Renowned Cognac producer Rémy Martin and its sister brand Cointreau are to undergo something of a reinvention. Keen for both to be seen as young and fashionable brands, the Rémy Cointreau Group formed through a merger in 1990 of the holding firms of the Hériard Dubreuil and Cointreau families that controlled E Rémy Martin & Cie and Cointreau & Cie respectively has embarked on a mission to widen the appeal of these brands.
The group has launched a ’premium gastronomy’ strategy and created sample recipes, to give its customers and potential customers ideas about how it is already used and how it can be used with food.
Rémy Martin, established in 1724, specialises in the pro-duction of Fine Champagne Cognac, which it says is what makes it different to all the other Cognac producers in the region, which simply produce Cognac.
Its Cognac is made using grapes from the Grande and Petite Champagne regions, which, as the name Champagne implies, are areas of chalky soil. Rémy makes around 80% of all the Fine Champagne Cognac in the world, and is proud of its heritage and of the brand it has built up. It does not want to be a mass-market competitor, but it is keen to increase its brand’s use at different times of the year other than Christmas. Victor Griffiths, field sales manager, Keylink, which supplies culinary alcohols, says the argument from manufacturers and retailers about using alcohol in food has always been that summer is a family time, but then what is Christmas if not a family-orientated celebration? And it is used in plenty of foods at that time of year.
The group is also hoping to increase the incorporation of the culinary alcohol version of its Cointreau liqueur into a wider range of applications. Cointreau is an orange liquor made with natural sweet and bitter orange peels, so works well with ingredients such as chocolate. Frédéric Ratajczak, international sales director (gastronomy), explains that he wants to create a new sector for Cointreau, for use in summer desserts, and wants consumers to think of it as a very trendy brand. The liqueur was created in 1839 by a pastry-maker, to be used as a food ingredient in ganaches, for example. It then became a liqueur in its own right, but the company is keen for its use as a culinary alcohol to be expanded. Cointreau has been created at 60% proof for use in gastronomy, but it is needed for the flavour, not the alcohol content, says Ratajczak. Cointreau Concentrate is also sugar-free and offers less evaporation to its sister liqueur. Ratajczak says it has the highest essential oil content, compared to competitors, at 575mg/l, and the lowest sugar content at 240g/l. Rémy also offers a 54% variant that does contain some sugar this is only to be used for when a company wants to be able to say the product contains liqueur.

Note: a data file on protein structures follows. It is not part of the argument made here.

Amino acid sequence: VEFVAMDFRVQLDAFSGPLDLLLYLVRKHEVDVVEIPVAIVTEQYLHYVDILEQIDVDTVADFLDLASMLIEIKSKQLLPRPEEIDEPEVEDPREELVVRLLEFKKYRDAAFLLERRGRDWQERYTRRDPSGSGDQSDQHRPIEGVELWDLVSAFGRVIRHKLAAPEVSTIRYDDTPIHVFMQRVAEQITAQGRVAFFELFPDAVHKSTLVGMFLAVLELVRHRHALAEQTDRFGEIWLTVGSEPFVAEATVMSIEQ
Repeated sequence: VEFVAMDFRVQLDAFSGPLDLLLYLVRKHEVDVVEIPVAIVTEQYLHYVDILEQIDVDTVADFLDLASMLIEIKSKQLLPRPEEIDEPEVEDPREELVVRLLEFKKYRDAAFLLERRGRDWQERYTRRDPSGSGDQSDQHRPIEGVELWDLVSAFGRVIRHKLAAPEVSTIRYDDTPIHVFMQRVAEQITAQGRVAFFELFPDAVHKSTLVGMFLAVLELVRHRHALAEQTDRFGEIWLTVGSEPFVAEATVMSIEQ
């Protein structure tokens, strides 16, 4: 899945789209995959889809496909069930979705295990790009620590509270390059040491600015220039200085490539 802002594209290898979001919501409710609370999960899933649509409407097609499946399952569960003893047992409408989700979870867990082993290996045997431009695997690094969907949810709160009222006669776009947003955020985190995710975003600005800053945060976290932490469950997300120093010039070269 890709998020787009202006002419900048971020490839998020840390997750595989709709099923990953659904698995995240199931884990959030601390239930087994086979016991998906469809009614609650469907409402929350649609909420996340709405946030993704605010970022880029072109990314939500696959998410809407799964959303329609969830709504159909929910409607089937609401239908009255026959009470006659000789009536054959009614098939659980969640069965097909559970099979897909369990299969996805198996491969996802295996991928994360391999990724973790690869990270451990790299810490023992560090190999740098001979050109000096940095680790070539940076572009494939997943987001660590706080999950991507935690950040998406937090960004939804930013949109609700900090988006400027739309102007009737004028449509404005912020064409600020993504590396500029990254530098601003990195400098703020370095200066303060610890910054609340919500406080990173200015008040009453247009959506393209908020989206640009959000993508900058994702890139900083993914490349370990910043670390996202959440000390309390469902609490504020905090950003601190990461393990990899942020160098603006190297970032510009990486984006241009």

Artisan baker Thierry Dumouchel, whose bakery Dumouchel in Garforth was a finalist for The Craft Business Award at the Baking Industry Awards this year, has been the brand ambassador for Rémy in the UK for around 14 years. He works with customers to develop recipes using Rémy Martin Fine Champagne Cognac and Cointreau, and says he can find a way to combine it with any ingredients you have in mind. His recipe suggestions include macarons, chocolate gateaux and patisserie (see side panel for his Cointreaupolitan Cupcake recipe, created exclusively for British Baker). The group already works with Crown Bakery, Marks & Spencer and Relais Desserts and, with its new strategy, is looking to develop a niche market with high profitability for its partners, and increase its brand awareness, by making use of its technical and marketing know-how. In addition, Griffiths is also a fully qualified chef and contributes on development concepts/recipes, with around eight years’ experience of consulting with NPD and innovation managers within the industry.
During the visit, Dumouchel demonstrated some ways in which Rémy and Cointreau can be used in bakery and patisserie. He combined Rémy Martin with fig, passion fruit, dark chocolate, raspberry and cherry for example: filled choux pastry balls on a stick; small patisserie items such as fig purée topped with a circle of sponge, cream and chocolate; and mini cakes with a pipette of Cointreau to inject into the cake yourself. Dumouchel says the supermarkets are starting to look for something new. He says he now sells more individual mini cakes than big cakes at his bakery even though the smaller cakes are more expensive.
Cointreaupolitan Cupcake recipe:
l Cupcake size 4.5cm diameter
l Makes 24
Self raising flour300g
1. Cream the butter and sugar until smooth and fluffy. Mix in vanilla essence
2. Gradually beat in the egg
3. Gradually add the sieved flour
4. Pipe into the cupcake/bun cases (45g per case)
Mix all of the above together. Reserve 50g for the butter cream. Drizzle the rest over the cupcakes.
Egg white 100g (whisked)
1. Bring the water and sugar to 120C in a pan
2. Pour the cooked sugar over the whisked egg white. Whisk together to form a meringue until cool (Italian meringue)
3. Soften the butter and mix with the remaining 50g of cocktail
4. Fold into the meringue until smooth, then pipe on to the cooled cupcakes.
5. Decorate as required.